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Phacia

Graphics, sound, and programming, oh my!

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Well, I may sound like the typical newbie here, but I think I have some "special circumstances" that warrants a couple of these questions... I''ve already picked my language and my platform. C++ and Windows. Now, my "Development System" is a Sony Vaio GRX550- which has some great hardware, but it''s shipped with WinXP Home(see Sony''s site if you need to know the hardware specifics). This is the only real development system I have to work with. And DOS programs work worse in XP than they did in WinMe! So Windows XP is what I''m stuck with for development. I''ve noticed some older programs that were originally designed for Win95 work just fine in XP, while others crash and burn. My ultimate goal is to make SNES-styled games that can work on Win9x and WinXP. It''ll be a long, grueling journey- I''m prepared for that. And I''ve got a summer job to take care of the expenses. I plan to start off making cheap Tetris and Hang-Man games after I have a fundamental knowledge. Then add a few twists to those two for flavor(to get my creative juices flowing). And if I''m feeling lucky, and really up for the challenge, a cheap Mario-like game that can be beaten in a half hour. I plan to do this one little baby-step at a time, of course. Now, here''s what I need: A good compiler, XP compatible, that can compile the C++ language faithfully. Books to teach me how to use that compiler. Something oriented for game programming in WinXP(or at least something that can be developed on both). I have no real working knowledge of C++, so this book will have to get me started from scratch(I''ll buy a couple books if I have to, but do bear in mind, I do have a limited budget). I''d prefer some online tutorials(not just one, but a few would be nice), but if books is the way to go, I''ll do that too. Books(yes, more books) to teach me about graphics, specifically, character sprites. I have a couple basic textures down(grass, water, wood-floor, desert-sand). I have one of those "How to Draw Manga" books(the Getting Started one, of course :D), and I plan to buy a couple more of those in the near future, so I should be able to design characters by the time I''m ready to make the game(which will be awhile, heh). It''s the actual sprites that are a problem. I don''t even know where to begin. Here''s a list of software that I have, that I think is relevent to mention. Bloodshed.net''s Dev-C++ 4 - No real updates, I don''t think, just the plain flavor. I heard that this is indeed a good compiler, but awhile back when I typed up a few C++ "examples", they didn''t compile at all. I got a handful of errors on quite a few of those examples. I even used the "copy and paste" command! Microsoft Visual C++ V1.5 (yes, V1.5, from the Win3.1 days! I probably won''t use it, but I thought I''d mention it anyway for humor :b) Adobe Photoshop Elements - Cheap, scaled-down version of AP, but it''s still nice. :-) Corel Draw 8 & 10 Jeskola Buzz - GREAT(and I do mean GREAT) tracker. 99% of my music is composed in Buzz. Have to use the XP fix everytime I wanna use it though. :b NoteWorthy Composer & Anvil Studio: I hardly use ''em, but I keep ''em around when I need to think in sheet-music. Notepad - No storyline writer should be without!!! :-D So, that''s pretty much it. Any tips or pointers would be much appreciated.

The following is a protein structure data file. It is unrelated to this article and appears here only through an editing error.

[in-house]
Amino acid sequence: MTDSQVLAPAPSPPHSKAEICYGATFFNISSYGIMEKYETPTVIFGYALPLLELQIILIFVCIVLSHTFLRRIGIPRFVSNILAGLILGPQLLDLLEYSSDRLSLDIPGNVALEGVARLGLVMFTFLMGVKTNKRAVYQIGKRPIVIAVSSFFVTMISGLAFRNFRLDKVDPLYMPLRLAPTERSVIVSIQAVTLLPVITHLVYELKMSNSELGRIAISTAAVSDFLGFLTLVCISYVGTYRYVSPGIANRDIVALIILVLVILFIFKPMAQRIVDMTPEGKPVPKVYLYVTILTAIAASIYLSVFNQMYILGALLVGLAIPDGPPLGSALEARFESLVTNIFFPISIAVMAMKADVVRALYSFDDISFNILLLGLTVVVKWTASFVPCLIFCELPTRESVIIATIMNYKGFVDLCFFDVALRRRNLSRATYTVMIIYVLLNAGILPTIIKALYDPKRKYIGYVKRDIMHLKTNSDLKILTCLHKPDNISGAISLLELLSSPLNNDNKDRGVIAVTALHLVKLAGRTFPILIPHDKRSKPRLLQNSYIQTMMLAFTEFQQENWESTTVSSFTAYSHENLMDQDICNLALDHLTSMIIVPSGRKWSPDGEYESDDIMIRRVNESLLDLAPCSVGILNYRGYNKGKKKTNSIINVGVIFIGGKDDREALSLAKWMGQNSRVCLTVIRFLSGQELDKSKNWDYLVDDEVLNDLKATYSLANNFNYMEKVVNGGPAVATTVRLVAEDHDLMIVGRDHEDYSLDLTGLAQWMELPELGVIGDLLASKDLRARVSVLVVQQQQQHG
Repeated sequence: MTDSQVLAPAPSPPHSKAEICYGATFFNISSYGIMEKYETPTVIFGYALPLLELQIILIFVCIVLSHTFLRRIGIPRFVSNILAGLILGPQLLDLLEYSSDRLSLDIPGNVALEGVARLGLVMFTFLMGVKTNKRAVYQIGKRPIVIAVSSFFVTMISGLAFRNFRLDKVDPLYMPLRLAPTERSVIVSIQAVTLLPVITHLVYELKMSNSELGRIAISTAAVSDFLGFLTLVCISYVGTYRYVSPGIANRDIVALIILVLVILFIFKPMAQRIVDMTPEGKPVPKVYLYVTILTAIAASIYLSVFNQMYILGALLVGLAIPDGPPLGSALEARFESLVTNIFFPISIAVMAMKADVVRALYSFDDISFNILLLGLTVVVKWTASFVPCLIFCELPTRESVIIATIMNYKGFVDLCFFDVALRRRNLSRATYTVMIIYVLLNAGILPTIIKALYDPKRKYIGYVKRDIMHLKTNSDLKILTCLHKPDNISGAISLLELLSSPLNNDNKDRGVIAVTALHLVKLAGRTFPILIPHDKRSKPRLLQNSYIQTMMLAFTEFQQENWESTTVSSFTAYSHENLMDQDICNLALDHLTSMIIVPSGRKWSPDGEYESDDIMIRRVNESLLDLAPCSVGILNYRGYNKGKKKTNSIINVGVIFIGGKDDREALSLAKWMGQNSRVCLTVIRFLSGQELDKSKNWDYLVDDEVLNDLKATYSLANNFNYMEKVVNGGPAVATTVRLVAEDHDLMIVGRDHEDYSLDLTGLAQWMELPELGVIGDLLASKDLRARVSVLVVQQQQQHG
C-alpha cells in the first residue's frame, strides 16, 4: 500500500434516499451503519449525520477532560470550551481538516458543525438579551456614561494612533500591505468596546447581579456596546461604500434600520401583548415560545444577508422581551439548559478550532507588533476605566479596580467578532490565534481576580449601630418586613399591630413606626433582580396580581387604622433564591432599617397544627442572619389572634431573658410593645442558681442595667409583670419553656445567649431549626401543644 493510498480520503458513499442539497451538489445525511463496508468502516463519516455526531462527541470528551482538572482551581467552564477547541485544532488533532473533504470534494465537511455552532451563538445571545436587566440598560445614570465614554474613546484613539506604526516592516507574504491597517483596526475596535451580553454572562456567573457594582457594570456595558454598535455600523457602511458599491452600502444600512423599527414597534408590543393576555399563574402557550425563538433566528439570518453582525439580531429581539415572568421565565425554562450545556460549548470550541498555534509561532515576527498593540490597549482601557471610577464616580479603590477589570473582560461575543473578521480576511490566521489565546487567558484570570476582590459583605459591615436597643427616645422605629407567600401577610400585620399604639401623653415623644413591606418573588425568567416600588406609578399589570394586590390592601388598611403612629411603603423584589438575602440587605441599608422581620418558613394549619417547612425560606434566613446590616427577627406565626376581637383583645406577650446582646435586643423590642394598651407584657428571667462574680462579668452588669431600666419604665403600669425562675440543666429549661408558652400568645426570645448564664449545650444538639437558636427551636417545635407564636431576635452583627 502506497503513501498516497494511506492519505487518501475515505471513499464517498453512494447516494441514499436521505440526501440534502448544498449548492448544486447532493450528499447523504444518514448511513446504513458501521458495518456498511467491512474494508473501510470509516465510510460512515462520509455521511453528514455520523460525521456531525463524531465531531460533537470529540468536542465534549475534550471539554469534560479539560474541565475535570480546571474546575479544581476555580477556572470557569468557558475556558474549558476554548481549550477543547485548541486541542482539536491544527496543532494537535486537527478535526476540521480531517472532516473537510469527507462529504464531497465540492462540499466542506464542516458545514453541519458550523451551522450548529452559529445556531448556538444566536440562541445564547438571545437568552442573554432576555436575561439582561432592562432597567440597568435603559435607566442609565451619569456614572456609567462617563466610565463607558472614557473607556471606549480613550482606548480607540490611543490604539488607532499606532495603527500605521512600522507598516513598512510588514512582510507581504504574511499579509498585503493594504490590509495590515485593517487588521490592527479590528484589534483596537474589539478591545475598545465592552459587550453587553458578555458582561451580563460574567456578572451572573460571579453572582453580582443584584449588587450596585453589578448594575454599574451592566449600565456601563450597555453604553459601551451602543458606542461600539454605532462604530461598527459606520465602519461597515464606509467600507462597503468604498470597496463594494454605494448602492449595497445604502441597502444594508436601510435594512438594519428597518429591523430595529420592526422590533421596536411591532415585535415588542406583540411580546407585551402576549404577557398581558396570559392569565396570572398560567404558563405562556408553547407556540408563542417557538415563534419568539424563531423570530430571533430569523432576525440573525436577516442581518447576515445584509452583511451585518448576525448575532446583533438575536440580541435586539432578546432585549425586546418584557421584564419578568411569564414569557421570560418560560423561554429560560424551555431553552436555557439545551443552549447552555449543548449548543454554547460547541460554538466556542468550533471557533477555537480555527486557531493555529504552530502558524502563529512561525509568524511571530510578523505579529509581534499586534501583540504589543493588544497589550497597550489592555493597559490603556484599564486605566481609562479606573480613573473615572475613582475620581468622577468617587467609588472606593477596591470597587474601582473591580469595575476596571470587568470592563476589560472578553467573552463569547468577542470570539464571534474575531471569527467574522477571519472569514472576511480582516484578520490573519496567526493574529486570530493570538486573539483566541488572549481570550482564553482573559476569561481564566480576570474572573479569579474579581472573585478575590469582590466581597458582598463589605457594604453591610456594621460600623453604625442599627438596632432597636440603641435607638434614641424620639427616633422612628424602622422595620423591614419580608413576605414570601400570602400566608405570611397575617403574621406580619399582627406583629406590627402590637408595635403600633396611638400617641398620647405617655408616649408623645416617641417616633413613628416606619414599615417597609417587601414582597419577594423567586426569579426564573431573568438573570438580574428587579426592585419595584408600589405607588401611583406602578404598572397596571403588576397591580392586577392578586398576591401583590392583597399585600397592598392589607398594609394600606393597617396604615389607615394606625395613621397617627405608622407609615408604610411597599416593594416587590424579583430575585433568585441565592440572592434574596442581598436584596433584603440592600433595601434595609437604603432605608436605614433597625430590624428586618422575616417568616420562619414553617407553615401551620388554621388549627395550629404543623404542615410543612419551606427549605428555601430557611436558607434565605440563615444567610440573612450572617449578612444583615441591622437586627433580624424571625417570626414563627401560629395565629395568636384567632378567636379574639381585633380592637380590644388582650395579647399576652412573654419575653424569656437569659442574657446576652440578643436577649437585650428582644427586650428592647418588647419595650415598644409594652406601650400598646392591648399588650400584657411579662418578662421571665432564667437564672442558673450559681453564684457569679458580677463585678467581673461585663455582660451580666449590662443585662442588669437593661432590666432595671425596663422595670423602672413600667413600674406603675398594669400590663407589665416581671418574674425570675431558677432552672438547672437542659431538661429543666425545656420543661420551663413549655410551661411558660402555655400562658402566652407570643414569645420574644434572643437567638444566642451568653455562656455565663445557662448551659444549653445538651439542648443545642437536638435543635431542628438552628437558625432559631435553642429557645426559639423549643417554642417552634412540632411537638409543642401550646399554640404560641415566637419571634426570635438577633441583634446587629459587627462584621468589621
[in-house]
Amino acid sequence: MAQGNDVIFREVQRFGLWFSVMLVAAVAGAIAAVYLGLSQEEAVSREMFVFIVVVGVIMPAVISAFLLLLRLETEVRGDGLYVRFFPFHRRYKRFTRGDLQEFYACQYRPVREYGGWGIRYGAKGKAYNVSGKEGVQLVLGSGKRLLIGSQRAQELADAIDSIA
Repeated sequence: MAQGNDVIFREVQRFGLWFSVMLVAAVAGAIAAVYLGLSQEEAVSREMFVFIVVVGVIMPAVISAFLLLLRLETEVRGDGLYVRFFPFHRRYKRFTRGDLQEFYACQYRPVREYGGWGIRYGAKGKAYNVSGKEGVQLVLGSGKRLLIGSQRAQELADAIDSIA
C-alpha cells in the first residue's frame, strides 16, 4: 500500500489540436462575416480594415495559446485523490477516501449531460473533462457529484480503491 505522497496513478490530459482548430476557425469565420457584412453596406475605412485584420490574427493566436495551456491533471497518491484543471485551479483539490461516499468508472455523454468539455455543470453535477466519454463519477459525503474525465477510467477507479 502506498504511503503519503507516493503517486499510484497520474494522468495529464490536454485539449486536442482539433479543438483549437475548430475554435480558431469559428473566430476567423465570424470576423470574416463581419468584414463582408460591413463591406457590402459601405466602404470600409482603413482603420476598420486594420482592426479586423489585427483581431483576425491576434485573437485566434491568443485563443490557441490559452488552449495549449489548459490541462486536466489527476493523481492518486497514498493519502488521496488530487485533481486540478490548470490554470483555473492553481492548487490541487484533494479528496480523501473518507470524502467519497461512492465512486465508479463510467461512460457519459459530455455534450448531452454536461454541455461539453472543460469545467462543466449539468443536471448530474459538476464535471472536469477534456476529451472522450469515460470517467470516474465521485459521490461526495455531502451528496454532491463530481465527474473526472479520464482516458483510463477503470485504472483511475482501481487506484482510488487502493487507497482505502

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For a compiler and book how to use it, get the Visual C++.net standard edition / Step by Step book combo from Barnes and Nobles. Its like $120, but thats covers a good compiler with a book on how to use the compiler and how to use the language.

For game programming, I don't think too many people will argue with me, you're going to have to pick DirectX or OpenGL. I prefer DirectX because its graphics, sound, etc all rolled into one, but OpenGL is a perfectly viable choice.

DirectX:
the Zen of Direct3d Game Programming
Tricks of the Windows Game Programming Gurus

OpenGL:
OpenGL Game Programming (I think thats what its called)


Hope this helps!

The multiverse is sloppy... I just make it neat

[edited by - zer0wolf on July 14, 2002 11:41:54 PM]

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Well, if you don''t want to pony up the cash for MSVC++, Dev-C++ is a perfectly good compiler. I know you said you have tried it and it doesn''t compile code, but trust me, it does (and very well, too, since it uses the excellent MingW compiler). If you are still unsure, post the code you have the tried and the errors you get.